Sergei Rachmaninoff (1873-1943) spent much of his childhood and youth in the Russian countryside. For the rest of his life, he would vividly remember a childhood resonating with the beautiful and exotic sounds of ringing bells. Rachmaninoff writes in 1913, “The sound of church bells dominated all the cities of the Russia I used to know—Novgorod, Kiev, Moscow. They accompanied every Russian from childhood to the grave, and no composer could escape their influence. All my life I have taken pleasure in the differing moods and music of gladly chiming and mournfully tolling bells. This love for bells is inherent in every Russian… If I have been at all successful in making bells vibrate with human emotion in my works, it is largely due to the fact that most of my life was lived amid vibrations of the bells of Moscow…” Curiously, it was an anonymous letter from a young admirer in 1913 that reconnected the composer with the sounds of his youth. That young admirer, who turned out to be the cello student Maria Danilova from the Moscow Conservatory, sent Rachmaninoff a copy of Edgar Allan Poe’s poem The Bells. “ In the drowsy quiet of a Roman afternoon, with Poe’s verses before me” Rachmaninoff reports, “I heard the bell voices, and tried to set down on paper their lovely tones that seemed to express the varying shades of human experience.”
Rachmaninoff was not reading Poe’s verse in its original language, but in a free translation by the Russian Symbolist poet Konstantin Balmont. Balmont, who authored roughly 7,000 poems and multiple translations from various languages, was deeply affected by the gothic sensibilities and the deep fatalism in Poe’s language. He considered his version of The Bells “an adaptation, more an imitation than a translation.”
Although Balmont retained Poe’s four stanzas, he eliminated much of the repetitions and generally ignored the original meter. In three of four stanzas, moreover, Balmont produced significant additions to the text. The four sections of poetry—silver sleigh bells, wedding bells, alarm bells, and funeral bells represent four aspects of life: birth, marriage, terror, and death. Rachmaninoff devised a highly original musical form that suited his inspiration. His choral symphony unfolds in four movements, and features three soloists, chorus, and large orchestra.
“The Silver Sleigh Bells” immediately introduce a dramatic contrast between brilliant and upbeat music verses sad, solemn and gently reassuring expressions. A silvery introduction involving the entire orchestra prepares for the entrance of the tenor soloist. The jubilant mood gradually becomes more reflective as the entire chorus wordlessly participates in the musical discourse. The cheerful mood returns once more, but this time is tempered by allusions to the Dies Irae from the Latin requiem mass. The opening of this funeral chant continues to grow in prominence throughout the work, and will brutally dominate the concluding funeral movement. The text for the second movement “hear the mellow wedding bells,” is a vision of unbridled joy and hope. However, Rachmaninoff’s musical setting paints an atmosphere of languid tranquility reminiscent of his symphonic poem Isle of the Dead. The soprano soloist initially focuses on the rapturous aspects associated with romantic love and marriage, with a glorious climactic outburst affirming this sentiment. However, this movement of sanguine beauty is once again rife with allusion to the chant of the dead. “Hear the loud alarm bells” builds a powerful picture of bells filling the air with tension, despair and even terror. This grim scherzo has variously been described “as demonic.” Lacking soloists, the chorus menacingly builds a tense, dark and dissonant musical tapestry. The mood remains unsettled throughout, and a final climax features the raging orchestra before the movement ends abruptly. “Mourning Iron Bells” is luxuriously bathed in funeral imagery and features some of the most seductive and complex musical writing Rachmaninoff ever produced. From the haunting English horn solo to transformed snippets of the funeral chant and the liturgical chanting of the baritone soloist, Rachmaninoff offers little hope. Only in the concluding pages does Rachmaninoff allow the music to escape the sense of endless grief and mourning. As the music turns to the major key, the strings finally offer some consolation, returning us to the lyrical theme first heard in the opening movement. Given its tremendous dramatic power of expression, it is hardly surprising that Rachmaninoff considered The Bells his favorite composition.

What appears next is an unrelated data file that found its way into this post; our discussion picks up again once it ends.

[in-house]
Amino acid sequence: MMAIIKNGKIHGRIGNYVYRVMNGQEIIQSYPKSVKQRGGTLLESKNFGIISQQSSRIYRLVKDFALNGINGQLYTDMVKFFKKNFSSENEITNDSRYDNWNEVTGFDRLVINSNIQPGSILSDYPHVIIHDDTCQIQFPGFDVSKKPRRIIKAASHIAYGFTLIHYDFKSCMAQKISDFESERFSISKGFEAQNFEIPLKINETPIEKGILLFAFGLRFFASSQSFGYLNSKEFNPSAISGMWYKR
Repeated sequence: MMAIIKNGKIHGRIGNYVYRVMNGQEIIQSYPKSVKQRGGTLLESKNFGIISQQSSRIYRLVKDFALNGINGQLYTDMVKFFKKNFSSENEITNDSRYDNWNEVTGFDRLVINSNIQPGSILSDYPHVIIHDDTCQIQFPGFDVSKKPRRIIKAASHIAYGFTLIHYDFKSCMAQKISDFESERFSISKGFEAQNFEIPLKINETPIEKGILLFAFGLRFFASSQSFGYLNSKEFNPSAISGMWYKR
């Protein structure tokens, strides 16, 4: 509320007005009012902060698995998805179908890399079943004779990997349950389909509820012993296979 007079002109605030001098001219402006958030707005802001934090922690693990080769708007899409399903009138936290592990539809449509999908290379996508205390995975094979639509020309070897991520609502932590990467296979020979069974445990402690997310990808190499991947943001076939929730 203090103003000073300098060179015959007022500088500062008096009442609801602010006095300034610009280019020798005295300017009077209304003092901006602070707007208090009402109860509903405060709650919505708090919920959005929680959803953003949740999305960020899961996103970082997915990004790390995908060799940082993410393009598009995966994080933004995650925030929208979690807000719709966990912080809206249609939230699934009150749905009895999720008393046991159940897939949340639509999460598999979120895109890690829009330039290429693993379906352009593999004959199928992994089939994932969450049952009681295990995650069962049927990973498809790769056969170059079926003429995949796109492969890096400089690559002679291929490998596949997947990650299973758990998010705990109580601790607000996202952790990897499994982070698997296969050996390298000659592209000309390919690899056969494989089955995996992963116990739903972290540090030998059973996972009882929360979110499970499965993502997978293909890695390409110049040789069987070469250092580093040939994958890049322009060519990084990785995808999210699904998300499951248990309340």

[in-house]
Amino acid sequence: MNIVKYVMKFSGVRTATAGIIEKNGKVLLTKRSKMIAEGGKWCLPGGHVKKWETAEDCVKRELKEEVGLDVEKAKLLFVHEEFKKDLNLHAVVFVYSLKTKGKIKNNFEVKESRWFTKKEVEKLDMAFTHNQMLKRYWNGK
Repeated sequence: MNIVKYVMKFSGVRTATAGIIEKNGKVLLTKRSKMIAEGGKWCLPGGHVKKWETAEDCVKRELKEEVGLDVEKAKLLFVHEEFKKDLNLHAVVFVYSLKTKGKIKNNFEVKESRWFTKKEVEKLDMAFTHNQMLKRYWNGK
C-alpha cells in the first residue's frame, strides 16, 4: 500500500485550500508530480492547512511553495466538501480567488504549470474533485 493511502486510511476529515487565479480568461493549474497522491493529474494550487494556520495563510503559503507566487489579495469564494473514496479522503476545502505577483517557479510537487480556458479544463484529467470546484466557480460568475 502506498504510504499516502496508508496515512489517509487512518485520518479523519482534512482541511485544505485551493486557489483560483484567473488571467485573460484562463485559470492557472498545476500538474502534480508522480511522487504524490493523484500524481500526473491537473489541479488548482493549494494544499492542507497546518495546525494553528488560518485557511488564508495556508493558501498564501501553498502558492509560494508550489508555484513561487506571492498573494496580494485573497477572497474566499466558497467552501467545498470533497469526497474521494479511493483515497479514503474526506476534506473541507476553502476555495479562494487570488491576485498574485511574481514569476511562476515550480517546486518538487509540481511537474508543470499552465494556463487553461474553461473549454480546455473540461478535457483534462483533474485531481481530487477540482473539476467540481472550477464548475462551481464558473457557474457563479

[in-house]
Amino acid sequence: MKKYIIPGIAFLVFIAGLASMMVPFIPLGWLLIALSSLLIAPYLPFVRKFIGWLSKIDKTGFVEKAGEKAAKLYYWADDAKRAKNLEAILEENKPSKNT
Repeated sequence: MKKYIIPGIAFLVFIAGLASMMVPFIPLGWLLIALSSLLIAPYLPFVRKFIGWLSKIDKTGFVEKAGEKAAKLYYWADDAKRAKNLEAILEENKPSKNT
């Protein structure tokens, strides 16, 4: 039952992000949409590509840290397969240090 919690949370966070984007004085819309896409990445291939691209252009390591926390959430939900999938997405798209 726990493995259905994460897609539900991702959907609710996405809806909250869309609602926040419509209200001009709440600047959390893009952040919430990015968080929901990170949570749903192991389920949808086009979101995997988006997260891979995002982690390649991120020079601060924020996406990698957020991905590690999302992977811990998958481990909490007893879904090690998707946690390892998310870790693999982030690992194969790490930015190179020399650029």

The Bells will be performed on 19 March 2016 by the Bavarian Radio Symphony Orchestra and Choi under Mariss Jansons at the Lucerne Festival.
Sergei Rachmaninoff: The Bells, Op. 35